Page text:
How cities are confronting climate change
Maintaining strong economic growth in Southeast Asia means preparing for rising sea levels
(Vietnam News Agency/AFP via Getty Images)
The redevelopment of the Thu Thiem district in Ho Chi Minh is set to provide Vietnam’s largest city with new homes, parks and offices. Also seen as key to its success: climate change preparedness.
Thu Thiem, across from the city’s business district along the Saigon River, has incorporated man-made canals, lakes and mangrove areas into its master plan to accommodate changing tidal levels and flooding.
This kind of foresight has become essential for many Southeast Asian cities. Amid a phenomenal pace of economic growth – gross domestic product in the region has grown at 5% a year since 2014 – it’s also one of the world’s regions most vulnerable to the impacts of climate change.
Southeast Asian cities from Bangkok to Manila are battling rising sea levels, according to a report from United Nations Intergovernmental Panel on Climate Change. West Jakarta is sinking at an annual rate of 15 centimetres, while Bangkok is sinking by one to two centimetres every year, says the Geo-Informatics and Space Technology Development Agency.
Vietnam, Myanmar and the Philippines are similarly vulnerable, among the top 10 countries most affected by climate change, according to the Global Climate Risk Index by non-governmental organisation German Watch.
“Southeast Asia has some of the world’s fastest growing and most dynamic cities,” says Jeremy Kelly, lead director JLL Global Cities Research. “With mass migration and greater urbanisation, many cities here are stretched when it comes to resources. Compounding the problem is the fact key cities like Manila, Ho Chi Minh, Bangkok and Jakarta are in low-lying areas where rising sea levels are another inescapable stressor.”
Cities on the ascendency
This is a region with the highest potential for growth worldwide. Vietnam’s two largest cities, Hanoi and Ho Chi Minh, are among the best performing cities globally when it comes to its economic and real estate potential, ranking seventh and third, respectively, in JLL’s City Momentum Index.
Buildings under construction in the Thu Thiem district of Ho Chi Minh city in September 2019. (PHOTO: Yen Duong/Bloomberg via Getty Images)
Ho Chi Minh was even singled out by real estate analysts as a favoured location by residential investors due to its growth potential and higher yields, which exceed that of Bangkok’s and Singapore’s, according to Chinese international residence investment platform Juwai.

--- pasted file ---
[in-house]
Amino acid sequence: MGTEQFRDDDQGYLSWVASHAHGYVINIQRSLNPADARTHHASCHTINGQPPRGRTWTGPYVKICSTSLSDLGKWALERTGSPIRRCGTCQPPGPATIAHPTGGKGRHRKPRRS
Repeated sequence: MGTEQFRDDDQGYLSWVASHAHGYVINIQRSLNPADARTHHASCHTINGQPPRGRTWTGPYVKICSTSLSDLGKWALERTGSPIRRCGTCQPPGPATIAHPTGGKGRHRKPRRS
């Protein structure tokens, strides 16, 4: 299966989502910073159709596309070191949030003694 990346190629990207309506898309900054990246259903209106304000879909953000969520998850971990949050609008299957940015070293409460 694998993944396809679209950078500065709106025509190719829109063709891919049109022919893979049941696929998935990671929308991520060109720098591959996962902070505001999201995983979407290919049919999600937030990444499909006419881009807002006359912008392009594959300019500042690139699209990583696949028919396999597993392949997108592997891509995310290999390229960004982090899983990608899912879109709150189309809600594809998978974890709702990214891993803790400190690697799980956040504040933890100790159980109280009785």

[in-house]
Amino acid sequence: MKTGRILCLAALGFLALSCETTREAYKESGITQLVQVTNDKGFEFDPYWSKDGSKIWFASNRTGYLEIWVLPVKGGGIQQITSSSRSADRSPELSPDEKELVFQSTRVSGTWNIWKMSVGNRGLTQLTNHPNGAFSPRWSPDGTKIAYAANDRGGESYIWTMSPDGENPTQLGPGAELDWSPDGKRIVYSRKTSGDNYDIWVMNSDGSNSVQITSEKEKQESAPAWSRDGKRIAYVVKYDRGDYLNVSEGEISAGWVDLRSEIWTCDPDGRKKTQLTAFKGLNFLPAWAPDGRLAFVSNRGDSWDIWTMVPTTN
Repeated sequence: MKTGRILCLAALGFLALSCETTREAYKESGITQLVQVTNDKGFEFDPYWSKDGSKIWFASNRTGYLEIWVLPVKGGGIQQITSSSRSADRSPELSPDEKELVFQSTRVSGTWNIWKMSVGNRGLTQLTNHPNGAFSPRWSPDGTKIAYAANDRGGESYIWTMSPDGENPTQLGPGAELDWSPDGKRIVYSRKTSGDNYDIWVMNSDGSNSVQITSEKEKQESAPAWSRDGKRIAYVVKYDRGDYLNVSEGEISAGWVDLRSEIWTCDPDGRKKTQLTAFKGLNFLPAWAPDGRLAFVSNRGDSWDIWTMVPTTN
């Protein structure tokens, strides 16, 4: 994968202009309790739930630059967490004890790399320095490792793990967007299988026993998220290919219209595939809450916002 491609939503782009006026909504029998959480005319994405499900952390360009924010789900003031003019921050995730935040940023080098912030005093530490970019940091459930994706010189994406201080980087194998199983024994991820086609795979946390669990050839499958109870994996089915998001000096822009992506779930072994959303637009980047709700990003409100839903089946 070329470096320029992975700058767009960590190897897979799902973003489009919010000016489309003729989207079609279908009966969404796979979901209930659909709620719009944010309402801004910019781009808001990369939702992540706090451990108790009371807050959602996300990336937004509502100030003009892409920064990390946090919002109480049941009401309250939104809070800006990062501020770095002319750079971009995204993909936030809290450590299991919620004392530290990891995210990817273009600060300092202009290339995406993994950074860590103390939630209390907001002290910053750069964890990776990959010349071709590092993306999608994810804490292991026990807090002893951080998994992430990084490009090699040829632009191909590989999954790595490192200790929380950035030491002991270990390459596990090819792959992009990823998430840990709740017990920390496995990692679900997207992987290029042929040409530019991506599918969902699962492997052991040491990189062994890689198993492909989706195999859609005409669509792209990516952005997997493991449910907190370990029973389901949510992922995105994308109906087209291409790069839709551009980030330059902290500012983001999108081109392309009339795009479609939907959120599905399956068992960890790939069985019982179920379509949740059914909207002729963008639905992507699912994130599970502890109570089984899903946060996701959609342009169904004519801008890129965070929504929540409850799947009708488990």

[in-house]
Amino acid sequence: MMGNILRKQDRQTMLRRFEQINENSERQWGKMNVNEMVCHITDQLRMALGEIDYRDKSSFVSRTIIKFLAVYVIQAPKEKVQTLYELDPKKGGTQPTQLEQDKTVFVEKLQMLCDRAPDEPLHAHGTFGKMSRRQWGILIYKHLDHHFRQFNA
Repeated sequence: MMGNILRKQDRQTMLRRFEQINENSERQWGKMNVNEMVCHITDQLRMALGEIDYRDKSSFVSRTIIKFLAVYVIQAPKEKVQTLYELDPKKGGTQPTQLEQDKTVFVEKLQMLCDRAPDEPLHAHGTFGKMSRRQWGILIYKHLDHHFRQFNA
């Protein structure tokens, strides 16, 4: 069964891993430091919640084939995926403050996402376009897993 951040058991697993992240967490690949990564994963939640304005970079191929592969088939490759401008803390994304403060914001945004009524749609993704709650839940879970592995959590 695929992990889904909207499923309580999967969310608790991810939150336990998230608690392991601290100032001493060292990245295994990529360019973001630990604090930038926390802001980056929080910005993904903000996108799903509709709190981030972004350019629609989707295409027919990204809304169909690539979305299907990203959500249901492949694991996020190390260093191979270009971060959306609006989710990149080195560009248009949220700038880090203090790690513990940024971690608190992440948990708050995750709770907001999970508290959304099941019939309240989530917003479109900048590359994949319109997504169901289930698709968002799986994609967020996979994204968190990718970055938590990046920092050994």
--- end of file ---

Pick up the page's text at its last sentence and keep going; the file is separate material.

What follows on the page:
“Vietnam’s business-friendly policies and the securing of free trade agreements with more than 60 countries have helped create an export-driven economy that strengthened the attractiveness and momentum of Hanoi and Ho Chi Minh,” says Stephen Wyatt, Managing Director, JLL Vietnam. “We’re confident they will continue to outperform in terms of economic growth and foreign direct investment globally.”
Manila leapt to its highest-ever position in the JLL report this year at eighth, fuelled by “advantageous demographics, a robust domestic economy and skilled talent base,” the report says.
“There is strong demand for residential and commercial assets in Metro Manila due to the demand from a young working population with rising disposable incomes,” says Janlo de los Reyes, head of research of JLL Philippines.
However, climate change in this region could stifle growth prospects. The Asian Development Bank estimates that the mean cost of climate change for Indonesia, the Philippines, Thailand, and Vietnam could amount to losing 6.7 percent of their combined GDP each year by 2100. This is more than twice the average loss globally.
Governments in the region are taking action to tackle the issue. The Indonesian government has already started construction of a new capital in Kalimantan, which is promised to be smart, green and sustainable.
The creation of Philippines’ New Clark City in 2016 is viewed as a disaster-resilient alternative to the capital due to its elevated position surrounded by a mountain range 100 kilometres north of Manila.
Singapore has pledged US$72 billion to safeguard the nation state against the rising sea levels. Its Prime Minister, Lee Hsien Loong, has called climate change a matter of “an existential threat to the country as important as national defence.” Among its plans are a coastal and flood defence fund as well as building seawalls.
“Such governance and leadership like Singapore’s are extremely important factors to mitigate against such a tremendous threat like climate change,” Kelly says. “The issue of governance will be increasingly critical in coming decades for cities to be successful, future-fit and resilient.”
As for Thu Thiem, things are finally moving ahead after being in limbo for the last decade due to compensation issues and slow infrastructure development. Looking back, Thu Thiem’s late start might have given it an advantage in terms of learning from other cities as it prepares to future-proof itself from climate change.
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